I don't guess I've gone to really any extraordinary lengths. The one that comes immediately to mind is when I bought the original Fallout 3 many years later and it took me about half-an-hour to get it sorted. Had I spent $10 more and bought the Game of the Year version I wouldn't have had to do anything. To add insult to injury, I then bought a DLC with an improved ending that would have been included with the GOTY version.
I replay a lot of older games, so getting them to run on modern PCs and at higher resolutions efficiently is always a concern. But since Windows 10 became the standard OS, I haven't had any major issues with installation or running an older game. Plus, there are many "enhanced" versions and remasters available that make installing and playing an older game a better experience.

The one game that I couldn't get to even run initially was Sacred 2 Gold (Steam version). Sacred 2 is a great and often underappreciated ARPG from 2008, and the Gold version includes the one expansion pack (yes, expansion and not just DLC) Ice and Blood. But it wouldn't run. Opening Task Manager shows it's running, but it's certainly not playable. So I had to manually shut it down.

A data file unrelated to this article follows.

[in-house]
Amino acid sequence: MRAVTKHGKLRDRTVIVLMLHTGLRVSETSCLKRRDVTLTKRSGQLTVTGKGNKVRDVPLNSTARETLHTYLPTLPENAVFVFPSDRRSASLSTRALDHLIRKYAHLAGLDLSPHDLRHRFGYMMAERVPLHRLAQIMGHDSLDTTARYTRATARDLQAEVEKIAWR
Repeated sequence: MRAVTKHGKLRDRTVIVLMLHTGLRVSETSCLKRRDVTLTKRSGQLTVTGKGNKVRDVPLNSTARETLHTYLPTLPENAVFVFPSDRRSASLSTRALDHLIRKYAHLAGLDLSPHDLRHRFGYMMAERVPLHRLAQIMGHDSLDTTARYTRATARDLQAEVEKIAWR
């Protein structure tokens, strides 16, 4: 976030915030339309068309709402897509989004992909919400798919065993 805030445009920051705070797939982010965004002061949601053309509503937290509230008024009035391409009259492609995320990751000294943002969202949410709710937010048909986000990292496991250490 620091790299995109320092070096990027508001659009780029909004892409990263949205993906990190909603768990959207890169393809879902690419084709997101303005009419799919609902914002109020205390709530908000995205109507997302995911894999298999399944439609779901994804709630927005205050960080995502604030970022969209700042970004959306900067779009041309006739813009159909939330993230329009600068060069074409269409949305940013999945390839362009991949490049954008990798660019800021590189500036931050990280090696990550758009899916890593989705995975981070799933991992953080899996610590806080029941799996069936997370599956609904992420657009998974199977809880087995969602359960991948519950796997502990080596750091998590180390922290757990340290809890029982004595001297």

Doing a quick Google search, I found that it needed the Legacy PhysX driver to launch, available on the Nvidia web site. I installed that (and it runs alongside the current PhysX driver) and the game launched perfectly. To keep it running without any CTDs, the current community patch (available from a fan site called Dark Matters) needs to be installed (which also fixes several hundred bugs and adds some QOL improvements).

Pretty easy fix and not very extreme, took me maybe 30-40 minutes for the entire process. One of the great things about the global PC gaming fan base is the dedicated modding community. Want to run an older game? Chances are that there's a community patch, unofficial patch, or a mod that will get that game up and running without crashing.